At the invitation of the “Institut de l’Entreprise” in the framework of its programme “Entretiens Enseignants-Entreprises”, WCO Secretary General Kunio Mikuriya spoke at the Summer University’s conference entitled “La croissance en question(s)” (growth into question(s)) in the Veolia Campus, Jouy-le-Moutier, France on 27 August 2014.
Supported by the French ministry of Education and the Council of Economic Analysis, this forum gives the opportunity to high school teachers in economics and social sciences to exchange views with the business world. It also provides them with an opportunity to update their knowledge on current economic issues benefiting from the attendance of renowned economists and prominent business leaders.
260 High school teachers participated in the event and listened to a panel session on poverty reduction during which Secretary General Mikuriya explained the contribution of Customs through enhancing connectivity at the borders to secure and facilitate global supply chain. They were eager to understand how the WCO and Customs could play a significant role in trade facilitation to convey the messages to their classrooms. Source: WCO
Freight & Trade Weekly reports that the South African Association of Freight Forwarders (SAAFF) has been accredited to present and award the internationally recognised FIATA Higher Diploma in Supply Chain Management. “The industry body was accredited following presentations to the FIATA Advisory Board on Vocational Training at the FIATA Congress in Singapore at the end of October this year,” says Tony d’ Almeida, director at SAAFF responsible for education, training and development.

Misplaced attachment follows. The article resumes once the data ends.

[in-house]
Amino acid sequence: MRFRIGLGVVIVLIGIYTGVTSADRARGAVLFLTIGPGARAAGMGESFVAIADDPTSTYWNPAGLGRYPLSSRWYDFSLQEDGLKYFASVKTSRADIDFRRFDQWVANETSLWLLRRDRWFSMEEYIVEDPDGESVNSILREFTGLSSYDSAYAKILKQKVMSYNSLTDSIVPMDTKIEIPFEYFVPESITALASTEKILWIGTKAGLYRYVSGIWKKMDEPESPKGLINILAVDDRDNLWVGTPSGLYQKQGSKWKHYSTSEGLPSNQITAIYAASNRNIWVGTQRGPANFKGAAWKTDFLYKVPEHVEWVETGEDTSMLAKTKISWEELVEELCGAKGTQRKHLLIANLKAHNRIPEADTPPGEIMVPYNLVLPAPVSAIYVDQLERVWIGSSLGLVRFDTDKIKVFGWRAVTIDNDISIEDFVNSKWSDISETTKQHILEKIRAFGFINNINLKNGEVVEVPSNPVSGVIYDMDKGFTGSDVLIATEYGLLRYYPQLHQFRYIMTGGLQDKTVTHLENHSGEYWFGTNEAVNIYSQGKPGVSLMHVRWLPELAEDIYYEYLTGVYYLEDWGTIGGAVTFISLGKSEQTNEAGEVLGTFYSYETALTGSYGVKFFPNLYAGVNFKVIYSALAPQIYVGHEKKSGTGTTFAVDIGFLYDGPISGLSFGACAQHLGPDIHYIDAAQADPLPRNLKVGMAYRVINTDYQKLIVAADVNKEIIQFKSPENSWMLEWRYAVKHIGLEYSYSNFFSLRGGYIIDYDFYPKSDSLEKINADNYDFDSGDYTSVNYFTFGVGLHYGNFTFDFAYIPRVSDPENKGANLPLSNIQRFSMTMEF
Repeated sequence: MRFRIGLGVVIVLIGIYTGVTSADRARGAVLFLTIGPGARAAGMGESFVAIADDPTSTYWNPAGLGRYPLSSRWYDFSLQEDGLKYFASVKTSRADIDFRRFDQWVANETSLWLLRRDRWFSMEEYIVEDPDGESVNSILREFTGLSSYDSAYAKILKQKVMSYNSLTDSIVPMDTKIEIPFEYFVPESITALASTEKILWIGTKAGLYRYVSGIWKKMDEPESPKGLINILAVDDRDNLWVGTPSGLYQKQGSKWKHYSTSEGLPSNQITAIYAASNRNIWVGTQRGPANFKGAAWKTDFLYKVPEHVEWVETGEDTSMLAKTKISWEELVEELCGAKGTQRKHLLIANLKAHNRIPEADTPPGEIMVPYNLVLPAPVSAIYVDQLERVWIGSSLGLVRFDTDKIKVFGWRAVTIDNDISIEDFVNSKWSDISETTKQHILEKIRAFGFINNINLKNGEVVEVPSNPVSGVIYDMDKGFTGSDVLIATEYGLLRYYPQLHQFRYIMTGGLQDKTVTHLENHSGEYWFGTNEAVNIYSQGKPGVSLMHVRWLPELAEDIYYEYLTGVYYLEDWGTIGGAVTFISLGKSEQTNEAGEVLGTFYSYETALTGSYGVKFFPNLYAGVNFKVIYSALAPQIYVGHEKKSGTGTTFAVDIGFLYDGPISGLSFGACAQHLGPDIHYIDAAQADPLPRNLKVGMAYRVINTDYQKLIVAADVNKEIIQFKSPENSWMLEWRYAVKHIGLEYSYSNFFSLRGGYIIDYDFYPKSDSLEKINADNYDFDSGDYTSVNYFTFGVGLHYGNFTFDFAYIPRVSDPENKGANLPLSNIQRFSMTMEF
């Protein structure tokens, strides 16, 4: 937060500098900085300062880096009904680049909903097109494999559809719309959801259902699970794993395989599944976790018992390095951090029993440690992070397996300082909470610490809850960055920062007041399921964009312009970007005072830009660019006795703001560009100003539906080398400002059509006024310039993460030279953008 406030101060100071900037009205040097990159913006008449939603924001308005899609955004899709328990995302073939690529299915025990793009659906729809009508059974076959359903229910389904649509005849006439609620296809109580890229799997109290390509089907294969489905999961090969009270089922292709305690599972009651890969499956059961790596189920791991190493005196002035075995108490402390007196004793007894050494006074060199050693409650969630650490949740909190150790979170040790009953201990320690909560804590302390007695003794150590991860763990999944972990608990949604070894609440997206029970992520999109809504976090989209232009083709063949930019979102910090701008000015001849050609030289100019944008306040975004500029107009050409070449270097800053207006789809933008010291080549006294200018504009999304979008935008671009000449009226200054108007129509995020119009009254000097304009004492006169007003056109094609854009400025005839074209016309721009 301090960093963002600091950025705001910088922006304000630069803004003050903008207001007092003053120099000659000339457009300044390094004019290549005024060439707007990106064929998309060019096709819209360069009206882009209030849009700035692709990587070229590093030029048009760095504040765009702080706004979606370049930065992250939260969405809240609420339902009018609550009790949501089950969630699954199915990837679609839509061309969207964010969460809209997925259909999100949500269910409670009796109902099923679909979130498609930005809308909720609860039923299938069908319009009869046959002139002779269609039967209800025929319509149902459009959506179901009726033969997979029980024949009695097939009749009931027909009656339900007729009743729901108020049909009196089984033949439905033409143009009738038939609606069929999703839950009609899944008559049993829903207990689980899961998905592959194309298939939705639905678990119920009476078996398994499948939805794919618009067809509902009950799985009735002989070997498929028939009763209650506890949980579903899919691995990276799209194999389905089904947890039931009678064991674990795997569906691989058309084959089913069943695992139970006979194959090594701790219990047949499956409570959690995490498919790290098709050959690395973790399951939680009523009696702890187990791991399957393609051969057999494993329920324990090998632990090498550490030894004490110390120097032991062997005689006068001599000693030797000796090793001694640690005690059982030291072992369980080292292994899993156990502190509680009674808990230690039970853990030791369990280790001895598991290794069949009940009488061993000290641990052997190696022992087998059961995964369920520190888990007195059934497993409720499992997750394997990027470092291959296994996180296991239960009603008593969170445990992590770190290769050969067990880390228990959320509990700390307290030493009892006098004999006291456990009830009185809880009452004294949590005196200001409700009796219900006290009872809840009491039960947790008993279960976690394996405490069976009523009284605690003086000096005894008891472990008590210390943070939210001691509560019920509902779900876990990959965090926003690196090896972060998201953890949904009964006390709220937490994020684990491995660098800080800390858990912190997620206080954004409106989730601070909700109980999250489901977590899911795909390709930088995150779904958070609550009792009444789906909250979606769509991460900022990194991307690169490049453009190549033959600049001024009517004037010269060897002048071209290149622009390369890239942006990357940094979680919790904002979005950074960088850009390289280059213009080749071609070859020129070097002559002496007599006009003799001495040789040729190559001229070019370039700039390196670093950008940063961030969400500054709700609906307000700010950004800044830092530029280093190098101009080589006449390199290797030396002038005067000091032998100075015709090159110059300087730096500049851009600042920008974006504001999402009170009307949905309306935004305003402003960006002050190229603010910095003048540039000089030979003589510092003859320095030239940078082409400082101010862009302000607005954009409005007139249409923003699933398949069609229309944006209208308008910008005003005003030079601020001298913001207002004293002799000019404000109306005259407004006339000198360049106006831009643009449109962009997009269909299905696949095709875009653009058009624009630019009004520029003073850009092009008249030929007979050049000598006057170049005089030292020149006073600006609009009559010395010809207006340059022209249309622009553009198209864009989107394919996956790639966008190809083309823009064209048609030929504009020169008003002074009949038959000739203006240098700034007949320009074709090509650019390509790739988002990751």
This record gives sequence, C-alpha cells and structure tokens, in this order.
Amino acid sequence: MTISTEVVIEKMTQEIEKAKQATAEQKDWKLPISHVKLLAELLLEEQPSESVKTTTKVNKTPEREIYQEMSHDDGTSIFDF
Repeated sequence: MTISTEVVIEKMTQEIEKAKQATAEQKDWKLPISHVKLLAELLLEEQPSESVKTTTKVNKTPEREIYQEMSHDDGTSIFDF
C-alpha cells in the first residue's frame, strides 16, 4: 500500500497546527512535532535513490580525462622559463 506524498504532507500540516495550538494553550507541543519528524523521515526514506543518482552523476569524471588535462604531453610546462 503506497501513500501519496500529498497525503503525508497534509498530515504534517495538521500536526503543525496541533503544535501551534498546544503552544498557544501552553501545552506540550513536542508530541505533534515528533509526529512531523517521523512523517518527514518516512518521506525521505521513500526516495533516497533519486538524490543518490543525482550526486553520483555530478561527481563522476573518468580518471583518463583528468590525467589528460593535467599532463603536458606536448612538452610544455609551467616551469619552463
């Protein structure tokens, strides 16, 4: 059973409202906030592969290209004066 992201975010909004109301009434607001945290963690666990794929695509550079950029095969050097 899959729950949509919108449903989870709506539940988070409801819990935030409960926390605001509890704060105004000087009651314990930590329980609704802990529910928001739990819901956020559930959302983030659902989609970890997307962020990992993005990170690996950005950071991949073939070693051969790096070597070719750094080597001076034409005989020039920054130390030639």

He said SAAFF was effectively one of only 14 professional bodies around the world accredited to offer this industry leading qualification. “SAAFF will be the custodian of the Higher Diploma which is pitched at NQF level 7, two levels higher than the FIATA Diploma in Freight Forwarding which SAAFF is also entitled to award in South Africa, and which has already produced 22 graduates,” says d’Almeida. He notes that the minimum requirement for consideration for entry into this Higher Diploma is a relevant university degree, or a national diploma or the FIATA Diploma in Freight Forwarding.
“All accredited SAAFF training providers may offer this programme to suitably qualified students,” d’ Almeida states. He says this qualification is “very relevant” to the freight forwarding industry. “SAAFF therefore made the strategic decision to apply for accreditation to help alleviate the current critical shortage of skilled people who not only know the process of supply chain, but can also apply their expertise in innovative ways that add value to the entire process,” he says. D’ Almeida adds that aspects relating to global supply chains are constantly evolving, making it vital for every player to be at the forefront and fully aware of these trends.
“Added to this, the industry has to come to grips with rapidly evolving technology in our everyday business practices that is coming at frightening speed. Being able to ratify skills against global standards and benchmarks brings enormous value to the business, the client and the individual,” he says. Source: Freight & Trade Weekly.